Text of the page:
Brown Patchy Skin May be Melasma

Merely Me Health Guide
  • One of our more popular questions we receive here on MySkinCareConnection  is about brown spots on the face and how to get rid of them. In response we got the expert opinion of Dr. Lawrence Green, a practicing dermatologist, to give you some ideas of how to eliminate brown spots or hyperpigmentation from your skin. As Doctor Green has wisely pointed out, the treatment for getting rid of brown spots greatly depends on the cause. One cause for dark patches of skin is a skin condition called melasma.

     

    What is melasma?

     

    Melasma is considered to be a benign skin condition which can cause dark patches and freckle like spots to appear on the face. Less frequently it can spread to the sides of the neck. Melasma is usually a temporary skin disorder and may disappear on its own within a few months or as long as a few years.

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    Who gets melasma?

     

    • Melasma is sometimes called the mask of pregnancy because melasma is a common skin disorder among pregnant women. In this case, the pigmentation usually resolves within a few months following delivery.

     

    • Melasma affects far more women than men. Only ten percent of individuals with melasma are men.

     

    • People with dark skin tones are more likely to have melasma.

     

    • In addition to pregnant women, melasma also affects women who are taking birth control pills or using hormone replacement therapy (HRT) during menopause.

     

    • Individuals who are exposed to the sun are more at risk for developing melasma. People who live in tropical climates are much more likely to have this skin condition.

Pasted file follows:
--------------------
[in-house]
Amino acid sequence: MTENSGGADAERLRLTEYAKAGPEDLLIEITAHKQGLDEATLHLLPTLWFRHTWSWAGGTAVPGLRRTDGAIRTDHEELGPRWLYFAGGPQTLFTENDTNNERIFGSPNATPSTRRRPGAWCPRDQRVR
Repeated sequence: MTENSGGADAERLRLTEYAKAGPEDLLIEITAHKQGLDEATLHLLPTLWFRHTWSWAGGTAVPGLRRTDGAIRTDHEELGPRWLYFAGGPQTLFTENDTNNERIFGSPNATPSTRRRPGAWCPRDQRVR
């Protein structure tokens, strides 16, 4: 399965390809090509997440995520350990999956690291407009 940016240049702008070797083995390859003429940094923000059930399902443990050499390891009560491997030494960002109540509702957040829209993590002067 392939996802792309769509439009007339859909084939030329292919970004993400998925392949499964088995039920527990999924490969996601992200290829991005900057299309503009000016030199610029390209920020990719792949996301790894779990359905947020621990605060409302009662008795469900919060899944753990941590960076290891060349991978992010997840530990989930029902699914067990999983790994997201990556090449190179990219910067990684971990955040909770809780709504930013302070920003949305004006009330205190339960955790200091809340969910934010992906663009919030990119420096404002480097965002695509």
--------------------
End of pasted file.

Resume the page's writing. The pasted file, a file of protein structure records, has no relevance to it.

What are some of the triggers for developing melasma?

     

    Some of the known triggers for melasma include: Sun exposure, scented soaps or toiletries, genetic susceptibility, pregnancy, birth control pills, hormone replacement therapy, some antiseizure medications, and also medications which increase one’s sensitivity to ultraviolet light.

     

     

    What does melasma look like?

     

    Melasma will look different for each individual but generally there are patches of brown mottled pigmentation covering certain areas of the face including the forehead, cheeks, or upper lips. The New Zealand Dermatological Society has images of what melasma can look like for different skin types.

     

     

    How is melasma treated?

     

    Your doctor or dermatologist will diagnose melasma and then decide if treatment is necessary. In many cases melasma will fade on its own especially for pregnant women. If your melasma is a cosmetic concern and is not going away on its own, there are treatments available to minimize the brown patches. Your treatment options may include:

     

    • Eliminating any known triggers such as discontinuing birth control pills or hormonal replacement therapy (See your doctor before making such a decision). If cosmetics, soaps, or other toiletries are a known trigger, changing products can help.

     

    • Regular use of sunscreen is a must as sun exposure can not only trigger melasma but can cause it to reappear after fading.

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    • Bleaching creams such as hydroquinone, azelaic acid, or Kojic acid have been used by some individuals with melasma with great success.

     

    • Chemical peels are another method of fading melasma such as using salicylic acid or topical retinoids such as tretinoin.

     

    • Laser resurfacing of the skin is used by some to get rid of their brown skin patches caused by melasma but results can greatly vary.

     

    It is important to seek the guidance of a dermatologist for treating your melasma. Your doctor will be able to advise you on the best treatment for your melasma and skin type.

     

    For more information about how to get rid of brown spots please refer to the following Health Central articles:

     

    • A Dermatologist Answers Your Skin Care Questions: How to Get Rid of Brown Spots

     

    How do I Get Rid of the Brown Spots on my Face? 

     

    See Spot Go

     

    Melasma Resources

     

    New Zealand Dermatological Society

     

    Dermal Network

     

    National Institutes of Health

Published On: January 27, 2011